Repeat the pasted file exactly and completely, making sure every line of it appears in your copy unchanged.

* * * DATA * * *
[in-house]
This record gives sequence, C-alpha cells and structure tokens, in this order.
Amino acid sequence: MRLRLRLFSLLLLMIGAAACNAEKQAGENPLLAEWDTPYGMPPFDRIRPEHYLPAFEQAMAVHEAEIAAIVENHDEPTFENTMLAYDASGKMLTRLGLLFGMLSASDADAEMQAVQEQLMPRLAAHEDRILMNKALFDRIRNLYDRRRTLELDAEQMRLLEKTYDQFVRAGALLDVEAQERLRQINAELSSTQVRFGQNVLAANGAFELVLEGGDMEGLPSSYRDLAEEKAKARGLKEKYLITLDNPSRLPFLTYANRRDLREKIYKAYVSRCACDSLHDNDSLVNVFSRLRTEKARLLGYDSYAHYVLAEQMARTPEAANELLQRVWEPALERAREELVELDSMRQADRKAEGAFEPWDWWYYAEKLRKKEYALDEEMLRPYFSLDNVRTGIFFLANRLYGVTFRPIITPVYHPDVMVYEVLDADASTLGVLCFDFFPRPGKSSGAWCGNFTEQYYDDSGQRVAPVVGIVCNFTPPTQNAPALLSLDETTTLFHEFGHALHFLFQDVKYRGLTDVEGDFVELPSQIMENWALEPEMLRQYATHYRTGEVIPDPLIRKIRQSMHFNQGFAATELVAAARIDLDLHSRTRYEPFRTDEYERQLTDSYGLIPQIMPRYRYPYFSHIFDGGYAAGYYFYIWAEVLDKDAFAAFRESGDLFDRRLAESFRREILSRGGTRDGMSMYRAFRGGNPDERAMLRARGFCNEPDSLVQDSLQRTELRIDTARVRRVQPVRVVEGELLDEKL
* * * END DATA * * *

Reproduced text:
[in-house]
This record gives sequence, C-alpha cells and structure tokens, in this order.
Amino acid sequence: MRLRLRLFSLLLLMIGAAACNAEKQAGENPLLAEWDTPYGMPPFDRIRPEHYLPAFEQAMAVHEAEIAAIVENHDEPTFENTMLAYDASGKMLTRLGLLFGMLSASDADAEMQAVQEQLMPRLAAHEDRILMNKALFDRIRNLYDRRRTLELDAEQMRLLEKTYDQFVRAGALLDVEAQERLRQINAELSSTQVRFGQNVLAANGAFELVLEGGDMEGLPSSYRDLAEEKAKARGLKEKYLITLDNPSRLPFLTYANRRDLREKIYKAYVSRCACDSLHDNDSLVNVFSRLRTEKARLLGYDSYAHYVLAEQMARTPEAANELLQRVWEPALERAREELVELDSMRQADRKAEGAFEPWDWWYYAEKLRKKEYALDEEMLRPYFSLDNVRTGIFFLANRLYGVTFRPIITPVYHPDVMVYEVLDADASTLGVLCFDFFPRPGKSSGAWCGNFTEQYYDDSGQRVAPVVGIVCNFTPPTQNAPALLSLDETTTLFHEFGHALHFLFQDVKYRGLTDVEGDFVELPSQIMENWALEPEMLRQYATHYRTGEVIPDPLIRKIRQSMHFNQGFAATELVAAARIDLDLHSRTRYEPFRTDEYERQLTDSYGLIPQIMPRYRYPYFSHIFDGGYAAGYYFYIWAEVLDKDAFAAFRESGDLFDRRLAESFRREILSRGGTRDGMSMYRAFRGGNPDERAMLRARGFCNEPDSLVQDSLQRTELRIDTARVRRVQPVRVVEGELLDEKL